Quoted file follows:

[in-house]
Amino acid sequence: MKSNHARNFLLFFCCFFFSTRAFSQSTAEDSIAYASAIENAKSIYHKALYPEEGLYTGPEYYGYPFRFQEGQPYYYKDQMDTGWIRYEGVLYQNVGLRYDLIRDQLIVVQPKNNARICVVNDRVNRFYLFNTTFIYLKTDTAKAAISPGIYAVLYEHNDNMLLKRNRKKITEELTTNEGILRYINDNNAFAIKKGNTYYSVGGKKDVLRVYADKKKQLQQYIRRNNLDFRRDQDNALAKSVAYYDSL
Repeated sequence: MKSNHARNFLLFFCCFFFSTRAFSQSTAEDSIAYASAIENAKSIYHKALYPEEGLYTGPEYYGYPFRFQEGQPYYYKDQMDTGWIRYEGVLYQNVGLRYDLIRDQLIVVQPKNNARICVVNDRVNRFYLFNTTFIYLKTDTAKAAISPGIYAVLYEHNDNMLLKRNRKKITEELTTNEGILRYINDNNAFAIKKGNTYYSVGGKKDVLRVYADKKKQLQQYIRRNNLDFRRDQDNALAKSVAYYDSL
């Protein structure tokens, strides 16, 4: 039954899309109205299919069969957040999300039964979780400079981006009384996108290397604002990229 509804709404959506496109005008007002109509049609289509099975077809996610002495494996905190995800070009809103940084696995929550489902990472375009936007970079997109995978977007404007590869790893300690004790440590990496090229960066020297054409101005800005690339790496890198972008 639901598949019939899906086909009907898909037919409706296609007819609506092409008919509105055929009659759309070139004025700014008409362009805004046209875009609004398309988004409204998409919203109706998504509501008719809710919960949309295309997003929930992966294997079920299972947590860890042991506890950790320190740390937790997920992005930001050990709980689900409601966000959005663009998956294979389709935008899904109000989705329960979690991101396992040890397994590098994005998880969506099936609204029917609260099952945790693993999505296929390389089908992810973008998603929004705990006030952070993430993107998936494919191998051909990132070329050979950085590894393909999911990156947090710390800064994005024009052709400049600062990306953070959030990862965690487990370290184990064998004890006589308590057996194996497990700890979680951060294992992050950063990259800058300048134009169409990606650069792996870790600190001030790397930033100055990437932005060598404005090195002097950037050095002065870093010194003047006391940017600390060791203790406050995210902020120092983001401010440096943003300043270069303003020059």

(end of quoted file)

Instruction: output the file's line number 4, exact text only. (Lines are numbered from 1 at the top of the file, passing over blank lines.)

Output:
């Protein structure tokens, strides 16, 4: 039954899309109205299919069969957040999300039964979780400079981006009384996108290397604002990229 509804709404959506496109005008007002109509049609289509099975077809996610002495494996905190995800070009809103940084696995929550489902990472375009936007970079997109995978977007404007590869790893300690004790440590990496090229960066020297054409101005800005690339790496890198972008 639901598949019939899906086909009907898909037919409706296609007819609506092409008919509105055929009659759309070139004025700014008409362009805004046209875009609004398309988004409204998409919203109706998504509501008719809710919960949309295309997003929930992966294997079920299972947590860890042991506890950790320190740390937790997920992005930001050990709980689900409601966000959005663009998956294979389709935008899904109000989705329960979690991101396992040890397994590098994005998880969506099936609204029917609260099952945790693993999505296929390389089908992810973008998603929004705990006030952070993430993107998936494919191998051909990132070329050979950085590894393909999911990156947090710390800064994005024009052709400049600062990306953070959030990862965690487990370290184990064998004890006589308590057996194996497990700890979680951060294992992050950063990259800058300048134009169409990606650069792996870790600190001030790397930033100055990437932005060598404005090195002097950037050095002065870093010194003047006391940017600390060791203790406050995210902020120092983001401010440096943003300043270069303003020059």